By Thomas O’Loughlin | Reposted with kind permission of La Croix International
If we are to listen to one another in a synodal Church, then we will have to be more careful lest our use of sloppy language leads us astray.
We all do it! We use language inaccurately. We use short-hands – for speed or out of laziness. We use words that “work” even when they insult others or falsify the situation.
I grew up in a home where a ball-point pen was a “Biro” and a vacuum-cleaner was a “Hoover” and there was “hoovering” to be done. These were technical inaccuracies but no one was hurt. We did not even own a vacuum-cleaner made by the Hoover Company and only occasionally used ball-points made by Biro.
We all do it! We use language inaccurately. We use short-hands – for speed or out of laziness. We use words that “work” even when they insult others or falsify the situation. We all do it! We use language inaccurately. We use short-hands – for speed or out of laziness. We use words that “work” even when they insult others or falsify the situation.
But it is far more significant that we also used language that not only betrayed our biases and prejudices, but which perpetuated and further embedded them every time we used them. I recall that it was common to refer to “a son” being born, whereas a female infant was a “child” or “merely a child”. One of my uncles had only daughters and I can recall his brothers and sisters (i.e. my parents and aunts and uncles) lamenting the fact: “Poor Joe, he has only daughters.” When I first overheard this being said – we children were playing and so it was assumed we did not hear what the adults were talking about – I was not sure why this was such a pity, but I did perceive that it would be much better to have sons rather than children. Challenging such stereotypes and prejudice is currently dismissed by reactionaries as “wokeness”. However, if you have ever been on the receiving end of prejudice – for your gender, race, nationality, body-shape, disability or sexual orientation – then you are glad when such misuse of language stops.
False language in Catholicism
We have a long history of sloppy language in our Church. Just take the word “Mass” – which comes from mis-understanding the dismissal – when what we mean is Eucharist. Think of the word “Church”, which means the assembly of the people. But most use it for a building. We then wonder why we often forget that we are a community! Church is first and foremost a word referring to a human group. The list goes on … . But if we are to listen to one another in a synodal Church, then we will have to be more careful lest our use of sloppy language leads us astray.
Who is the celebrant?
Here is just one example of how we confuse ourselves and so fail to appreciate our doctrine and what we are doing when we celebrate the liturgy.
Many people think that at the Eucharist there is a celebrant (i.e. someone in presbyteral orders) and then there are the others – the laity. This is perhaps understandable. There must be at least one presbyter, but whether there are 10, or 20, or 200 others does not seem to matter? One less presbyter, then no celebration. But one less non-presbyter, and the celebration goes ahead. But that fails to express the reality of what we are doing as a Church, a community that forms the Body of Christ. We all gather to celebrate and thank the Father in, with and through his Anointed One. Each of the baptised is a celebrant. The gathering needs to realise that this is not a few actors and then a large audience. We are wholly celebrant.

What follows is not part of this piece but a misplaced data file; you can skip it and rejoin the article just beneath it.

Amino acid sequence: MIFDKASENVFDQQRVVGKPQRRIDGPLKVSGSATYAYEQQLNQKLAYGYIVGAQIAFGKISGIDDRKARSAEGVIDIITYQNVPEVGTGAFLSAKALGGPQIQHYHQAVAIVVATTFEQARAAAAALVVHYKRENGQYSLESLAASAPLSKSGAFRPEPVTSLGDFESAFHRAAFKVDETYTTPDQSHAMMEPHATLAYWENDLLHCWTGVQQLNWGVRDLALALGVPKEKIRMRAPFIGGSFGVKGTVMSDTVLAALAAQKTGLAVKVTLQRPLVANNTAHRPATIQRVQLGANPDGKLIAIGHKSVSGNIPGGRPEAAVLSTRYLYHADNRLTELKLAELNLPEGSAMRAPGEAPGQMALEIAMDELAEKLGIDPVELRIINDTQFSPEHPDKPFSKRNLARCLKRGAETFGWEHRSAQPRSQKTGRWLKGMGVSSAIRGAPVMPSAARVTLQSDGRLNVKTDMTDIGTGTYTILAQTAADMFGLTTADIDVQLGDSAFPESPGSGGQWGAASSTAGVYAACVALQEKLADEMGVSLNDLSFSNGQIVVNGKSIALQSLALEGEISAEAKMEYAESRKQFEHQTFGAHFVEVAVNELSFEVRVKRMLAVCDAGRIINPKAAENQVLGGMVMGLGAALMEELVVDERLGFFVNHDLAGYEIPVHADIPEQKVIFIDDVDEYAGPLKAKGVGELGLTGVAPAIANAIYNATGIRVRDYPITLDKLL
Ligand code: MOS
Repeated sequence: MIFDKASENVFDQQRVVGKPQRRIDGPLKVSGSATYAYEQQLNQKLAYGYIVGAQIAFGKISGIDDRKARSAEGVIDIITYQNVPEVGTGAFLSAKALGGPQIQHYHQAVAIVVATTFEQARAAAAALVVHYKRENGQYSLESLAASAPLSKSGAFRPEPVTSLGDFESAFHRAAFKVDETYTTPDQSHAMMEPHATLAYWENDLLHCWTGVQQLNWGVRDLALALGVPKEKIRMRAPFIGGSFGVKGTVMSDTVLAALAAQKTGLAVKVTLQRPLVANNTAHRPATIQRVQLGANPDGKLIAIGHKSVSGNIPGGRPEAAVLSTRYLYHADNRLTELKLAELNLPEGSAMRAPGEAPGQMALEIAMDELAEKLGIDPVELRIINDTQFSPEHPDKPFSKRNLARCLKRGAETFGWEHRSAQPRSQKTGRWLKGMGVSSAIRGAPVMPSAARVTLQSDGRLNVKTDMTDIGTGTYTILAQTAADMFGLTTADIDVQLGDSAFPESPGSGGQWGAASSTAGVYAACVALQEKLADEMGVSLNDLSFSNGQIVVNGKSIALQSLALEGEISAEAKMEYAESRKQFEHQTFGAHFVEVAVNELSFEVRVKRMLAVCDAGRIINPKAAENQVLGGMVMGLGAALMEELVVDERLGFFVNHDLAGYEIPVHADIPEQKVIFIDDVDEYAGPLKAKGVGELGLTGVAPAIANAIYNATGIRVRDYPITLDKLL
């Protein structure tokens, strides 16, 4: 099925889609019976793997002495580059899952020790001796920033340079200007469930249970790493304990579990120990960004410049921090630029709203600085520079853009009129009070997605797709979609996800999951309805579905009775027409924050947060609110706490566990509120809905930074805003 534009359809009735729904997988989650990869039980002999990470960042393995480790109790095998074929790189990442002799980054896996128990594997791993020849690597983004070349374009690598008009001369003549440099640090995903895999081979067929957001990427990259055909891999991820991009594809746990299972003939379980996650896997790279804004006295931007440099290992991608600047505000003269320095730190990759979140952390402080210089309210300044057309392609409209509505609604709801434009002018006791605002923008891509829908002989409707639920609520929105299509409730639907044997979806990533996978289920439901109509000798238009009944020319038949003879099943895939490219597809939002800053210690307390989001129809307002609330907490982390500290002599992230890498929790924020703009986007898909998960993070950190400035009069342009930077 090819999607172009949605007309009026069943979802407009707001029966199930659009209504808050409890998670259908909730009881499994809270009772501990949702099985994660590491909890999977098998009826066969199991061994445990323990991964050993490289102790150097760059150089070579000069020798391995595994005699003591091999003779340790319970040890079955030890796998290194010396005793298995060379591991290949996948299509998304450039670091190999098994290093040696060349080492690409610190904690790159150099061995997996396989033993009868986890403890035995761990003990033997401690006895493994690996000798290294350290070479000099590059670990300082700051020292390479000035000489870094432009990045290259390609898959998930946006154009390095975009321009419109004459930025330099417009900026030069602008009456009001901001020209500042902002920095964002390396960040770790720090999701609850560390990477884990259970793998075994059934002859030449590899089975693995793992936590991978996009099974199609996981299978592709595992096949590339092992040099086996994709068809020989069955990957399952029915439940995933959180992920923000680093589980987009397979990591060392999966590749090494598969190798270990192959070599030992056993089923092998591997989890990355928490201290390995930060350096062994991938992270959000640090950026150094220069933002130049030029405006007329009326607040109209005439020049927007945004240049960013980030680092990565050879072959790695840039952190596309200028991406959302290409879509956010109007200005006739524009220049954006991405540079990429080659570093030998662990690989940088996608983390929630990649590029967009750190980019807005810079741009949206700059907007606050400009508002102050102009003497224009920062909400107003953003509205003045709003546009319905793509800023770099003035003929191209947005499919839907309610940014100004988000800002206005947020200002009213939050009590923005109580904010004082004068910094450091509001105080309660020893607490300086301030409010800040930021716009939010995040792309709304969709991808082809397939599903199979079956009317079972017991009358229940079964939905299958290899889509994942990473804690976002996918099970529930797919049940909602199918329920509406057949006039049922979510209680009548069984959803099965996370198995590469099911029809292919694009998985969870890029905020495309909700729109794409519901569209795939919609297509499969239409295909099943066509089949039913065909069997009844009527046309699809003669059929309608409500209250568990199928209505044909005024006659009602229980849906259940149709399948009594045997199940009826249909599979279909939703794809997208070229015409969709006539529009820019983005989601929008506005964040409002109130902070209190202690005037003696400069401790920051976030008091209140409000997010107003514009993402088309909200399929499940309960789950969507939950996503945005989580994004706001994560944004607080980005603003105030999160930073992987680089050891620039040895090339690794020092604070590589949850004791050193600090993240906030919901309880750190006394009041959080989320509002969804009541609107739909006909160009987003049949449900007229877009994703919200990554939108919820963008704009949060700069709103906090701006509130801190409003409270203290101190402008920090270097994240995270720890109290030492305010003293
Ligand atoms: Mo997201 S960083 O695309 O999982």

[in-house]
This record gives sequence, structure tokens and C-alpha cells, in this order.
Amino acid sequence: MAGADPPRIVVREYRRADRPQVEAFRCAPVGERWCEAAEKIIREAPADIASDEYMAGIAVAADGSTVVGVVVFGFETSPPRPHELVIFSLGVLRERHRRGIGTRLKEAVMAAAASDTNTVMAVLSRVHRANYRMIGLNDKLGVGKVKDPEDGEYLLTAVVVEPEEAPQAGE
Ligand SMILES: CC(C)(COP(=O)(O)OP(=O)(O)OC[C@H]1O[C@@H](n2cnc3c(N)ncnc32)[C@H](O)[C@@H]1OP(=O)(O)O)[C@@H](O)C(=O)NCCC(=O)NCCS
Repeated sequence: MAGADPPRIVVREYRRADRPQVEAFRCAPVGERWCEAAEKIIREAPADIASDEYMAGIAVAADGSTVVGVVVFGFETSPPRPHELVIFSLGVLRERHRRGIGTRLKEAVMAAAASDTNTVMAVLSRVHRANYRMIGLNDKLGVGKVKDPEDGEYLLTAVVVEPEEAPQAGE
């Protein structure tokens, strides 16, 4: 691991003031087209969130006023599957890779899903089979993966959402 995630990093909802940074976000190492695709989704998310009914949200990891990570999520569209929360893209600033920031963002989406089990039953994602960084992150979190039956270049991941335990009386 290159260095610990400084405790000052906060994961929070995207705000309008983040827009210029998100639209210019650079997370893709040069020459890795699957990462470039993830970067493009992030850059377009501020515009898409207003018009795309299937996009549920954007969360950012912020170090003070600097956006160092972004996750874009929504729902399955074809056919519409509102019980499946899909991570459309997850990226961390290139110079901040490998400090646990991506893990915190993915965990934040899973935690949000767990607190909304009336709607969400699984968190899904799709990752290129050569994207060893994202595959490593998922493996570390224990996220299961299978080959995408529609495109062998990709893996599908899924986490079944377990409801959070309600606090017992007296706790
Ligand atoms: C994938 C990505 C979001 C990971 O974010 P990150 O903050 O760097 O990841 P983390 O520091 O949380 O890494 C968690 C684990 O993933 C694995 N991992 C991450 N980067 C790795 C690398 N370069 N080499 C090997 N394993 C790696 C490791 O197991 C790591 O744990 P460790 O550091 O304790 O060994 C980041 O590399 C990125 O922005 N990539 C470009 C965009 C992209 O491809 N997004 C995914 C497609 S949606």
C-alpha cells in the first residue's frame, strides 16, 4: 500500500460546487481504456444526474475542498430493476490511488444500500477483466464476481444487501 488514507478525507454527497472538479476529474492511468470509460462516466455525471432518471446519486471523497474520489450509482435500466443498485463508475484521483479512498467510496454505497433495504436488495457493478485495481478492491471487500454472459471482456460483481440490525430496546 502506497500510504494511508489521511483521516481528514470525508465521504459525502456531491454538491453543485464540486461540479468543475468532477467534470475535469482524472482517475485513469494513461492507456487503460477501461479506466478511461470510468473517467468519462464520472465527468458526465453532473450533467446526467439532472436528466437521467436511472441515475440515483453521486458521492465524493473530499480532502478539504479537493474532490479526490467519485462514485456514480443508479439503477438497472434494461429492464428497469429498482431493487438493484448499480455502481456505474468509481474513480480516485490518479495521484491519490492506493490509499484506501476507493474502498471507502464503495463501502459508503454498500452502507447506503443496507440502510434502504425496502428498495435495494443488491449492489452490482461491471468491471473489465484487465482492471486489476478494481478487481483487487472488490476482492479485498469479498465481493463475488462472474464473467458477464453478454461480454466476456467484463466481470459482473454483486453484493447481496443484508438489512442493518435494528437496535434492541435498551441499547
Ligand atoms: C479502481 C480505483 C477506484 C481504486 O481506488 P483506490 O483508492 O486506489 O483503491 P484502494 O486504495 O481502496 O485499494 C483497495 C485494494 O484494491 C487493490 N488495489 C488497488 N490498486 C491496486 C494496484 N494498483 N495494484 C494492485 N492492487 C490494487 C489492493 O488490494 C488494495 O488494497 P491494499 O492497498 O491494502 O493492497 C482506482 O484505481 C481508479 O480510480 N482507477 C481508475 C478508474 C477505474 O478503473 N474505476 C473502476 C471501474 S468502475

Each person in the assembly celebrates as a member of the holy People of God. The presbyter presides.
Who is the principal celebrant?
When there are several clergy around for a celebration of the Eucharist, one still has to preside. But someone might ask (as I have often heard), “Who is the principal celebrant?”. Understood within the question is this surface-level assumption: “Who is the principal celebrant among the presbyters assembled here?” But this question falls into the trap of thinking of the Eucharist as the work of the priest or the priests, rather than seeing the liturgy as belonging (in differing ways) to all God’s people. So back to the question: Who is the principal celebrant? The only answer that is consistent with Sacrosanctum Concilium, the Second Vatican Council’s document on the liturgy, is this: the main, principal celebrant is the whole assembly.
Synod means “new relationships”
Many people are wondering what the outcome of the synodal process will be. Some seek new structures and some imagine that such are the very things we should be avoiding. Some in the Vatican, we are told believe they could guide the process to avoid all the awkward questions such as the ordination of women or removing obligatory sacerdotal celibacy. We are told that the Bishop of Rome wants the focus to be on evangelisation. The simple problem is that as soon as you ask people about their hopes and fears, they tell you! If you do not want to have such awkward thoughts brought into discussion, then do not ask people! So what will synodality bring? We do not know. I suspect that it will disappoint many on both sides. Then the challenge will be to avoid schism.
One thing that may help avert such a crisis is to think of this process as establishing new ways of relationship. In this, nothing could be more urgent than to move beyond the notion that it is the presbyter’s celebration which people attend. We are all celebrants. Our community must become wholly celebrant.
Thomas O’Loughlin is a presbyter of the Catholic Diocese of Arundel and Brighton and professor-emeritus of historical theology at the University of Nottingham (UK). His latest book is Eating Together, Becoming One: Taking Up Pope Francis’s Call to Theologians (Liturgical Press, 2019).